Appeals court upholds decision on toddler Woman who killed infant allowed custody of son, 2

July 10, 1998|By Andrea F. Siegel | Andrea F. Siegel,SUN STAFF

The Court of Special Appeals upheld yesterday a Montgomery County judge's decision to return a toddler to his mother, even though she killed her baby daughter in 1992. The court also denied the adoption request of the woman who is still taking care of the boy.

The ruling in the emotionally charged case -- if not appealed to the state's highest court -- clears the way for Latrena Pixley to have her 2-year-old son, Cornilous, returned to her at the end of summer.

The case has created a storm of controversy over when -- and if -- a parent who is convicted of killing an infant can be considered rehabilitated and trustworthy with another child, and whether state laws favor biological parents too heavily.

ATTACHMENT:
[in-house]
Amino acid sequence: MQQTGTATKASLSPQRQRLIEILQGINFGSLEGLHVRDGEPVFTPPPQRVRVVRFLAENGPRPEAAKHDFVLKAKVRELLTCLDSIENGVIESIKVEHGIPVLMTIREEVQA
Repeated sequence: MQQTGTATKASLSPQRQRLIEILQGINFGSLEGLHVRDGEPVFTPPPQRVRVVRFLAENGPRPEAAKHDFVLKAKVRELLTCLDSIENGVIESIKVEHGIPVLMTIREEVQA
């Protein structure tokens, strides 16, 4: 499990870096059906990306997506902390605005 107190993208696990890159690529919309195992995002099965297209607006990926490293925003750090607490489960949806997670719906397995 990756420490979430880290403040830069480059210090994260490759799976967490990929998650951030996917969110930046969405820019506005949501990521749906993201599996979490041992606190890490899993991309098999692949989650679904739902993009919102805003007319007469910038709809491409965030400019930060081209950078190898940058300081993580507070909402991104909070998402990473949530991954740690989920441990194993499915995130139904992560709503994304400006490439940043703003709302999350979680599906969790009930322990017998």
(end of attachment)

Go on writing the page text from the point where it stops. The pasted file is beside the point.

Lawyers for Pixley, who is on probation and moved last month from a halfway house into transitional housing in Washington that allows children, said she was pleased.

"Latrena Pixley has changed momentously since that incident involving her daughter," said Ralph E. Hall Jr., one of Pixley's lawyers.

Attorneys for the child and for Laura Blankman, a Montgomery County police officer who has cared for Cornilous since he was 4 months old, declined to comment.

But adoption advocates were livid.

William L. Pierce, president of the National Council for Adoption, said he was astounded that judges rule that "blood is more important than anything else, that race is a major factor and that one's murderous conduct to a sibling is irrelevant." Blankman is white; the toddler is black.

The three-judge panel held that Circuit Judge Michael D. Mason did not err in ruling that because Pixley smothered one child, it does not automatically mean Cornilous would be in danger five years later.

Pixley, then 19, pleaded guilty in District of Columbia Superior Court in March 1993 to second-degree murder in the death of her 44-day-old daughter. Pixley claimed she was suffering from post-partum depression. She was placed on probation and ordered to spend weekends in jail.

Pub Date: 7/10/98

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